Schools’ Program: Secondary

The MWF Schools’ Program brings a series of free videos and education resources to teachers and students, available online from 10–28 August.

Featuring an inspiring line-up of authors, this program will engage and empower young readers and writers to contemplate different ways of enacting change.

No bookings required.

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On Resilience

Mon 10 Aug | Years 6–8

Portrait of Zana Fraillon.

Zana Fraillon, multiple award-winning author of The Bone Sparrow, shares the inspiration behind her novels. In her latest book The Lost Soul Atlas, her protagonist Twig must choose between a blissful future without painful memories and an arduous journey to find his father and piece together his former life.

Fraillon speaks about writing resilient characters as well as treacherous villains, and the pleasures of building vibrant worlds filled with difficult challenges.

Let's Talk About Conflict

Mon 10 Aug | Years 8–10

Environmental portrait of Rawah Arja.

Rawah Arja, author of The F Team, explores the nature of conflict in her writing and uses themes of cultural difference and masculinity as a lens through which to test her characters.

She reveals the inspiration behind her novel, discusses the craft of writing conflict, and shares how she creates engaging and nuanced stories that speak to the power of leadership, teamwork, and bridging differences.

Queer, But Make it Funny

Mon 10 Aug | Years 8–10

Environmental portrait of Will Kostakis.

Join award-winning author Will Kostakis (The First Third, Monuments, and its recent sequel Rebel Gods) for an exploration of why queer characters in fiction tend to be the comic relief – and often at their own expense.

Kostakis discusses how this can impact a young person’s confidence and sense of self, and, drawing from his own work, shows how queer characters don’t have to be laughed at to be loved.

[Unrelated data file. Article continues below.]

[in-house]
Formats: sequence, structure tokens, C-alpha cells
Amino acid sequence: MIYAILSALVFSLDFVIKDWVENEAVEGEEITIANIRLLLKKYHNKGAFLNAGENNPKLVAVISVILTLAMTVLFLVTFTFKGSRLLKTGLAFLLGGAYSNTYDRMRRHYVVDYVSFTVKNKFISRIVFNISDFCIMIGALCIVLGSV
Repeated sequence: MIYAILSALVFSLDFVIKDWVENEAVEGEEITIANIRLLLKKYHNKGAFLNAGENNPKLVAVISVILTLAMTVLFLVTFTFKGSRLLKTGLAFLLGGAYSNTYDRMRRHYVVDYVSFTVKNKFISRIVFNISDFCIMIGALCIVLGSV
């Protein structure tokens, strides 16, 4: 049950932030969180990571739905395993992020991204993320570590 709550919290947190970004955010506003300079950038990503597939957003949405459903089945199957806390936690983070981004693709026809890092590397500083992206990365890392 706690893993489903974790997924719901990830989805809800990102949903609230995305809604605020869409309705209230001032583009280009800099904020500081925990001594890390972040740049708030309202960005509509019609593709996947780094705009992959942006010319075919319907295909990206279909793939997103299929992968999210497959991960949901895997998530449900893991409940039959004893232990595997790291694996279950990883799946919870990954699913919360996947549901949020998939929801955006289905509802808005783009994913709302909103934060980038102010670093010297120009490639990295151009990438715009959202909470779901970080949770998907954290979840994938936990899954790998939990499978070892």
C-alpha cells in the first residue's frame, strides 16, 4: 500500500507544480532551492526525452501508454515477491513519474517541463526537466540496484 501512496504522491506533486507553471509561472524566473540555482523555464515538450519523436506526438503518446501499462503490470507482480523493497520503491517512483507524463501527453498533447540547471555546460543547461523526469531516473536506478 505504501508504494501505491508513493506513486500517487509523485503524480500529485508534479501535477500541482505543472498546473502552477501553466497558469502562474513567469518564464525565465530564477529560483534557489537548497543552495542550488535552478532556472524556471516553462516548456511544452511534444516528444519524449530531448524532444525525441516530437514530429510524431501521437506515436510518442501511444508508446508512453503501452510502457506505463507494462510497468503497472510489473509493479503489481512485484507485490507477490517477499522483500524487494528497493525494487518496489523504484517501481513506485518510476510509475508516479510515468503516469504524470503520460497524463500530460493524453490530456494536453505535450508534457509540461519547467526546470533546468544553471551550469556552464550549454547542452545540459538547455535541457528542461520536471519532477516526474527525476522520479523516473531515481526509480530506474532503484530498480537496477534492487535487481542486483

Own Voices Storytelling

Mon 10 Aug | Years 8–10

Portrait of Lisa Fuller.

Young adult fiction is often used as a conduit to explore complex and difficult topics, and Lisa Fuller’s prize-winning debut novel Ghost Bird is no different. She discusses how she uses the tale of a young Aboriginal girl’s disappearance in a small Queensland town as a launchpad to explore questions of colonisation, inter-generational trauma and injustice, and how writing her novel was a corrective to the popular retelling of colonial history in Australia.

Fuller writes the book she wished she’d had in her youth and discusses the power in First Nations Australians seeing themselves and their age-old culture between the pages.

On Kindness

Mon 10 Aug | Years 9–10

Portrait of Helena Fox.

Helena Fox, winner of the 2020 Victorian Premier’s Literary Award in the Young Adult category, explores topics of grief, mental illness, and the importance of community in her work. Her novel, How It Feels to Float, makes a compelling case for kindness – both to each other and to oneself.

In this thoughtful session, Fox discusses the value of listening, of compassion, and how sometimes simply being there for someone can be an act of great kindness.